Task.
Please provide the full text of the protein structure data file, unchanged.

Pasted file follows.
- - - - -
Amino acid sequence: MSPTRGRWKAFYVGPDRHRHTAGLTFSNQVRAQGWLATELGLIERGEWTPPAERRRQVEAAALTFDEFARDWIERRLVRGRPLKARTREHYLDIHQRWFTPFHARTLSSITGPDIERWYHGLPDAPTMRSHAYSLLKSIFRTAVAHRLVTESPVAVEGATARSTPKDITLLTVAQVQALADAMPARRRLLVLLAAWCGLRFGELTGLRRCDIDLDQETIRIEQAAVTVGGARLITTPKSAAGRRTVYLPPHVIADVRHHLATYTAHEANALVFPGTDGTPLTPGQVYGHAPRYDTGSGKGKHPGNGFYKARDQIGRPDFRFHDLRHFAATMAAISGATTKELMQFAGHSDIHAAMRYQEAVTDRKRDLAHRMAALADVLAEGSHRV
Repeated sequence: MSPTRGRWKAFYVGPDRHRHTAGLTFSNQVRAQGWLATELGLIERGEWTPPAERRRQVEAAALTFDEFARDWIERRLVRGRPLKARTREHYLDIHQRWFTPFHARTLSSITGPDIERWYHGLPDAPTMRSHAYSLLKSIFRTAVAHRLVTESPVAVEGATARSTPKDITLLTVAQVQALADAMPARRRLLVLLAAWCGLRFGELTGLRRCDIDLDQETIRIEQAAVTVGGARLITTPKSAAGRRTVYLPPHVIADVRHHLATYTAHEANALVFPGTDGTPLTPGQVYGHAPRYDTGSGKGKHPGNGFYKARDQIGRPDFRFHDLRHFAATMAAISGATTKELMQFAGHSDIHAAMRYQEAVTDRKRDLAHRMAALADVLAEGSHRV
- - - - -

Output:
Amino acid sequence: MSPTRGRWKAFYVGPDRHRHTAGLTFSNQVRAQGWLATELGLIERGEWTPPAERRRQVEAAALTFDEFARDWIERRLVRGRPLKARTREHYLDIHQRWFTPFHARTLSSITGPDIERWYHGLPDAPTMRSHAYSLLKSIFRTAVAHRLVTESPVAVEGATARSTPKDITLLTVAQVQALADAMPARRRLLVLLAAWCGLRFGELTGLRRCDIDLDQETIRIEQAAVTVGGARLITTPKSAAGRRTVYLPPHVIADVRHHLATYTAHEANALVFPGTDGTPLTPGQVYGHAPRYDTGSGKGKHPGNGFYKARDQIGRPDFRFHDLRHFAATMAAISGATTKELMQFAGHSDIHAAMRYQEAVTDRKRDLAHRMAALADVLAEGSHRV
Repeated sequence: MSPTRGRWKAFYVGPDRHRHTAGLTFSNQVRAQGWLATELGLIERGEWTPPAERRRQVEAAALTFDEFARDWIERRLVRGRPLKARTREHYLDIHQRWFTPFHARTLSSITGPDIERWYHGLPDAPTMRSHAYSLLKSIFRTAVAHRLVTESPVAVEGATARSTPKDITLLTVAQVQALADAMPARRRLLVLLAAWCGLRFGELTGLRRCDIDLDQETIRIEQAAVTVGGARLITTPKSAAGRRTVYLPPHVIADVRHHLATYTAHEANALVFPGTDGTPLTPGQVYGHAPRYDTGSGKGKHPGNGFYKARDQIGRPDFRFHDLRHFAATMAAISGATTKELMQFAGHSDIHAAMRYQEAVTDRKRDLAHRMAALADVLAEGSHRV